Observation from the ground
Itokawa was observed by telescopes on the ground from the end of 2006, about one year after HAYABUSA’s completion of exploration of Itokawa, until the middle of 2007. In the observation, Itokawa’s rotational movement attracted the most interest. In the rotational movement of minor bodies like asteroids, there is a famous effect called YORP effect: as minor bodies are heated by solar light, heat is anisotropically emitted into space in infrared causing a rotational change. The force of the effect is very small but, accumulating over a long time, it changes the rotational speed of minor bodies.
Since we know Itokawa’s shape and surface state in detail from HAYABUSA’s observations, we can calculate the level of its YORP effect. While it was theoretically predicted that Itokawa’s rotation would be slowed, no such sign of change was found by our observation. The reason for this discrepancy with the theoretical conclusion is still unclear. According to one assumption, it can be explained if it is supposed that there is nonuniformity of density within Itokawa and, as a result, its center of gravity is in different point from that already estimated. Researchers including Kouhei Kitazato, Daniel J. Scheeres, and J. Ďurech are now examining the YORP effect.
Observation by infrared astronomy satellite AKARI
The Japanese infrared astronomy satellite AKARI launched in 2006 is bringing remarkable results by its survey of the whole sky and observations of many infrared bodies. In July 2007, the satellite also succeeded in observing the asteroid Itokawa. An asteroid’s size can be estimated by infrared observation. By observing an asteroid of an accurately known size, such as Itokawa, we can improve the accuracy of size estimations of asteroids by infrared observation. The AKARI team cooperated with us on the observation. In addition, Sunao Hasegawa and Thomas Müller are analyzing the data.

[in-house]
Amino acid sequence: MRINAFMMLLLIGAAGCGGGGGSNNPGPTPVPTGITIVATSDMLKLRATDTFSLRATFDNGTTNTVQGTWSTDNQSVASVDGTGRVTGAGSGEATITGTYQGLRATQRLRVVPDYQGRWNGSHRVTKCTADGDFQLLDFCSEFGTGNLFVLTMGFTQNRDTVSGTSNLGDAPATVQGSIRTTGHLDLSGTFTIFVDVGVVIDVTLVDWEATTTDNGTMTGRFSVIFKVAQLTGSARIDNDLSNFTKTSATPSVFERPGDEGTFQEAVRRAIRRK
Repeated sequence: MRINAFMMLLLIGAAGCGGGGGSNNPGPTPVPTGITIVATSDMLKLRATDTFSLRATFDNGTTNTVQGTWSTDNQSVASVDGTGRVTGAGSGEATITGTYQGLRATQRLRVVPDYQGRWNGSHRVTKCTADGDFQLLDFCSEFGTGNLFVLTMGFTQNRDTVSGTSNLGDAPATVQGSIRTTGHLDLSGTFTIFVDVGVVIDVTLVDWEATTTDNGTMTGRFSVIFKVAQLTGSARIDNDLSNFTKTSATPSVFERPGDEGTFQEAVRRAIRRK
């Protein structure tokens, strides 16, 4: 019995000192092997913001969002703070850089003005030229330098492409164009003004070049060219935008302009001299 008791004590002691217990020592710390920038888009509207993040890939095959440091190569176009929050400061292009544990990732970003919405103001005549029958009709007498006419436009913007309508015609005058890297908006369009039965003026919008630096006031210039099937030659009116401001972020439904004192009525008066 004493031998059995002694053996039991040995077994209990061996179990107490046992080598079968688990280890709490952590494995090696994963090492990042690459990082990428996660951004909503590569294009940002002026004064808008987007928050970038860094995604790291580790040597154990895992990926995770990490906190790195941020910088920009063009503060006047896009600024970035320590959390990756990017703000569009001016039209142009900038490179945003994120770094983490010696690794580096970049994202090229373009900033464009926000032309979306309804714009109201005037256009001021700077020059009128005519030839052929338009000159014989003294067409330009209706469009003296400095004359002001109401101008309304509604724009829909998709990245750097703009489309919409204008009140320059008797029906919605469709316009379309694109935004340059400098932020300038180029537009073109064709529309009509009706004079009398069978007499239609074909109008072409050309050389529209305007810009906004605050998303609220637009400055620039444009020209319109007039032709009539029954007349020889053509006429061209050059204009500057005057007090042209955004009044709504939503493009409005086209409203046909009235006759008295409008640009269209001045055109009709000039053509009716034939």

Based on the distribution, location and condition of rocks and stones on Itokawa’s surface, Hideaki Miyamoto et al. conducted research on material flow on the surface. The results seemed to confirm the theory that particles on the surface moved along a gravity field created by Itokawa itself. It is thought that, for example, when meteorites collide with Itokawa, the asteroid’s entire body is shaken and materials on the surface move.
As stated above, a wide range of analysis continues on Itokawa. Software capable of displaying results of analysis in 3-D on a computer was also developed. The software, derived from 3-D GIS (Geographic Information System), was produced by Naru Hirata, Hirohide Demura et al. Using this software, we can display the shape of Itokawa on a computer screen and, on that, depict data of albedo, gravity, surface inclination, and also lines of latitude and longitude.
The amount of data collected by HAYABUSA around Itokawa is far less than that collected by earth-observation satellites such as DAICHI or lunar-orbiting satellite KAGUYA. This is because the distance of data transmission is very different. The mission of the HAYABUSA team and the scientists involved in handling the Itokawa data is to process appropriately the data sent back from 300 million km away and to contribute to the advancement of future planetary science. Our mission has made considerable achievements with its analysis until now, however, there remains much to be done. In addition, if HAYABUSA brings Itokawa materials back to earth, new scientific investigations will begin. As to the exploration of Itokawa, there remains a long way to go.
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